Invalid Item 
This item number is not valid.
by Not Available.

 ID: 903251
Invalid Item 
This item number is not valid.
by Not Available.

ID: 560687 (E)
The Art Of Reviewing 
Just a few views put into words
by Andrea

 ID: 452275
Invalid Item 
This item number is not valid.
by Not Available.

 ID: 1060294
Invalid Item 
This item number is not valid.
by Not Available.

ID: 765770 (E)
The Princess Secret Room 
A poem about a Princess, lover and secret room..
by Princess Megan Rose

 ID: 859311
Invalid Item 
This item number is not valid.
by Not Available.

 ID: 919283 (E)
A Little on the Writer 
I'm just looking for some feed back. Suggestions are appreciated.
by writersmind

 ID: 958817
Invalid Item 
This item number is not valid.
by Not Available.

ID: 893432 (E)
Poetic Rebellion 
Letting my muse run wild and free.
by Kittiara

Submit an item for consideration in this newsletter!

Have an opinion on what you've read here today? Then send the Editor feedback! Find an item that you think would be perfect for showcasing here? Submit it for consideration in the newsletter!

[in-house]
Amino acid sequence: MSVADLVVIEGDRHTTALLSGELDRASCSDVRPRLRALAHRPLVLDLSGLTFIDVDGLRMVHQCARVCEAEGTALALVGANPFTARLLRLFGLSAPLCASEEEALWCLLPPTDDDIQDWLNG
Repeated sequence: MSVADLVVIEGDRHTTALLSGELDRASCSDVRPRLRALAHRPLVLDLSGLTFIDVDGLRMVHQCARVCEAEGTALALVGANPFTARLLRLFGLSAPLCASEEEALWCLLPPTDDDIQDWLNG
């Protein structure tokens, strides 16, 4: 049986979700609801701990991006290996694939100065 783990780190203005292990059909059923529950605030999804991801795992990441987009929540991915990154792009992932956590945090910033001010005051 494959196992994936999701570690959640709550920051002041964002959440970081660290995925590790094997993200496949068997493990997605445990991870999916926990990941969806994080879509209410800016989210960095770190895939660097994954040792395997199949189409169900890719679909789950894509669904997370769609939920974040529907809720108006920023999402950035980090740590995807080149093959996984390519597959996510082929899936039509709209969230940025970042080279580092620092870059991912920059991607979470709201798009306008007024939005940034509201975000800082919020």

Don't forget to support our sponsor!

I am just a guest Editor, so there are no questions and answers in this Newsletter. Don't be shy to write in though! I am sure that your regular Editors would love to hear from you *Smile*.

Your Poetry Newsletter Editors are:

terryjroo, Stormy Lady , jay , Red Writing Hood

*Bullet* *Bullet* *Bullet* Don't Be Shy! Write Into This Newsletter! *Bullet* *Bullet* *Bullet*

This form allows you to submit an item on Writing.Com and feedback, comments or questions to the Writing.Com Newsletter Editors. In some cases, due to the volume of submissions we receive, please understand that all feedback and submissions may not be responded to or listed in a newsletter. Thank you, in advance, for any feedback you can provide!
Writing.Com Item ID To Highlight (Optional):

Send a comment or question to the editor with your item submission.
Limited to 2,500 characters.

To stop receiving this newsletter, click here for your newsletter subscription list. Simply uncheck the box next to any newsletter(s) you wish to cancel and then click to "Submit Changes". You can edit your subscriptions at any time.